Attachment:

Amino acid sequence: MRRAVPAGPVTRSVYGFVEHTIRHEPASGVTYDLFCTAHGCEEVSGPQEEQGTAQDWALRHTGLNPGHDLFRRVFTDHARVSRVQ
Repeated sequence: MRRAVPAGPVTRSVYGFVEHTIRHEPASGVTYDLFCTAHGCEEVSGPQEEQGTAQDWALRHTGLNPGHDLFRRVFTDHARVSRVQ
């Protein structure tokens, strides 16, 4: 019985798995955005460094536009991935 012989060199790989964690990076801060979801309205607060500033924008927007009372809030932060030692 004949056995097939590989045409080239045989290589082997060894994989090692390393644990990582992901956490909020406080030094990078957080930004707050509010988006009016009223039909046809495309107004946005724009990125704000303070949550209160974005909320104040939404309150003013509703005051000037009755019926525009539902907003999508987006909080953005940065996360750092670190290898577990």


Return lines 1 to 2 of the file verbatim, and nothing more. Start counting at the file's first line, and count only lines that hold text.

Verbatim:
Amino acid sequence: MRRAVPAGPVTRSVYGFVEHTIRHEPASGVTYDLFCTAHGCEEVSGPQEEQGTAQDWALRHTGLNPGHDLFRRVFTDHARVSRVQ
Repeated sequence: MRRAVPAGPVTRSVYGFVEHTIRHEPASGVTYDLFCTAHGCEEVSGPQEEQGTAQDWALRHTGLNPGHDLFRRVFTDHARVSRVQ